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yes, sounds a lot like whining — 14 Comments

    • the dogs are easier – they understand person sitting down is there to pet them. They will pick up their toys. If I could get them to put them in a box or basket, that would be wonderful. Well, I can dream each family member a lovely puppy….

      I think it hard for the family to see me in another role. If I don’t insist on doing things my way (read DONE) then they will go their merry way. If I do make a fuss, I feel like (see whiny….. above). But the second gets me results. Now to on to behavior mod with a fall back of guilt.

  1. I hear you, I hear you! Good luck on getting the household chores ‘taken care of’ without you needing to even ask… let me know the secret to winning on that one.

  2. Yelling is good. Lets out some of the stress; those useless family members need to pamper their mom/wife/whatever. Or, better yet, you could go to a fancy hotel near the hospital and get a lovely room and service. Let George deal with the kids. You go and get a manicure, lovely hair cut, massage, shopping. It’s time to let the girly girl out and do the taking-care-of-myself thing. Even if you never get manicures, get one now. And a pedicure. And maybe new shoes and outfits?

    Even better, go buy some gorgeous yarn and start a new project.

    Piffle to pita family members. Oh and George, now that he’s recovering, needs to take you out for wonderful food.

    Forget stoicism; time to be hedonistic. Probably goes against your armed forces training, but you are retired and can do whatever you like whenever you like. Yay, women power. Mom is feeling lousy; family better treat her like a queen.

    Sounds good, doesn’t it? Whether you actually can get them to do the dishes, etc, etc, is another thing, but you can have a major meltdown and then stomp off and get that manicure.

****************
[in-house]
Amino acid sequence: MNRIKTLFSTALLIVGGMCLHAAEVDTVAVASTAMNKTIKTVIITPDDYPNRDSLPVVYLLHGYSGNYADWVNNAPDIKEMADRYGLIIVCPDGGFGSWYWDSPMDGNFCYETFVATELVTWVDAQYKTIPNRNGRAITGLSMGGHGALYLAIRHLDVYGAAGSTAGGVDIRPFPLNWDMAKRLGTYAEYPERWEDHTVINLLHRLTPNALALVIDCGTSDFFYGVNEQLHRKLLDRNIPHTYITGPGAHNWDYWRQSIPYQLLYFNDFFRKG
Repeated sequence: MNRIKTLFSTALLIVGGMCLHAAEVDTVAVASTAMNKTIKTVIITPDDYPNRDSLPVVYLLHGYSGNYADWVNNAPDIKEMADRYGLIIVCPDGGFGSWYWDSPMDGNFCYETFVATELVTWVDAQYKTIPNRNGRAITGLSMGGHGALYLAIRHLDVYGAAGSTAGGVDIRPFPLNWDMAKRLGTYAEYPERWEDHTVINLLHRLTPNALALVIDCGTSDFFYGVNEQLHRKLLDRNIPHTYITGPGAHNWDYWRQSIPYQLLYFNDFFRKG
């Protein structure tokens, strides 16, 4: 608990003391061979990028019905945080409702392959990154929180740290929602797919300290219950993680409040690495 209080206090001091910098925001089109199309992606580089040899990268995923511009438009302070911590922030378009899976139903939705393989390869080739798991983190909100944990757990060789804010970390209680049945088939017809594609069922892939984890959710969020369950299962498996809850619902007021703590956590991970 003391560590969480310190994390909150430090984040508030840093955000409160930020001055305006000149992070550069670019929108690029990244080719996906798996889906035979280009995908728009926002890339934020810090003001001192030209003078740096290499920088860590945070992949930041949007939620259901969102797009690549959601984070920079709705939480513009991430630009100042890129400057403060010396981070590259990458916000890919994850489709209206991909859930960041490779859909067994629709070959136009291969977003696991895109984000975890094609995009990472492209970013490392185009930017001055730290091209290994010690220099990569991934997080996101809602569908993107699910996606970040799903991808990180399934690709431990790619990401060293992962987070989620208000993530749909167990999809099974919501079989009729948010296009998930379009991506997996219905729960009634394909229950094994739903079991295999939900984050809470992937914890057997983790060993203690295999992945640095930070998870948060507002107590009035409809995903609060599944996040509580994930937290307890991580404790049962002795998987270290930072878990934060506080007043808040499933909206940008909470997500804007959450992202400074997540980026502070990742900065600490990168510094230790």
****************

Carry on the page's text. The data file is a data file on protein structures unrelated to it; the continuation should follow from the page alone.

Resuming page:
• Oh, thank you for the images! I can run away from home again. Now, if I could run away from all the lymphoma cells instead of trying to make them running screaming away from me it would be true happiness.
      I’m going for thinking family and a bit of learning for all of us.

      • Forget the invitation to the tumor cells; they don’t deserve such nice treatment. Kick ’em out! Oh, wait, that’s what you’re doing. Smart lady.

        So did the bad family folk mend their ways? If not, you could try guilting them. Might work.

  3. 😀 Blessings, hugs and prayers…and I feel your pain about small chores and household members….Currently have a teenage granddaughter living with, who sleeps till noon, works nights, and is in between semesters….Think I’ll run the vacuum…lol

  4. Funny you should mentions that “as health care practitioners, no one ever really teaches us to deal with patients who question our expertise.” I have raised that precise issue with a number of people, including the Health Care Consumers Assn of which I am a member.

    If patients and carers are being encouraged to be more health-literate, then clinicians will need to know how to deal with that. Our experience in dealing with various health care providers — in relation to ……. — has not been good.

    Like many other patients and parents, I have been informing myself about these conditions pretty intensively, including reading peer-reviewed articles from medical journals and not just random stuff on the internet. 98% of clinicians seem to regard informed patients and carers as a threat and a challenge to the “me doctor – you patient” relationship. It is rare to find someone who welcomes information and informed questions.

    Hang in there – you are doing great!

  5. I will tell you from this side of the fence (provider) we all tell you that we appreciate knowledgable patients. That knowing the patient understands what we are saying. But inside, we really don’t want to be questioned. On the arrogant end, it is an insult. On the less sure of one’s self end, it leads to anxiety.

    Training would be good.

    For lawyers it might not be personal – don’t like my advice (insert shoulder shrug) – you are welcome to ignore it.

    For health care providers – it is personal. Mostly it is about the patient not getting what WE think is the right care. And honestly, some patients are a challenge.

  6. Hey, I can accept the sleeping in if she is working late. She is working. Not dirty dishes in the sink or scattered clothes…

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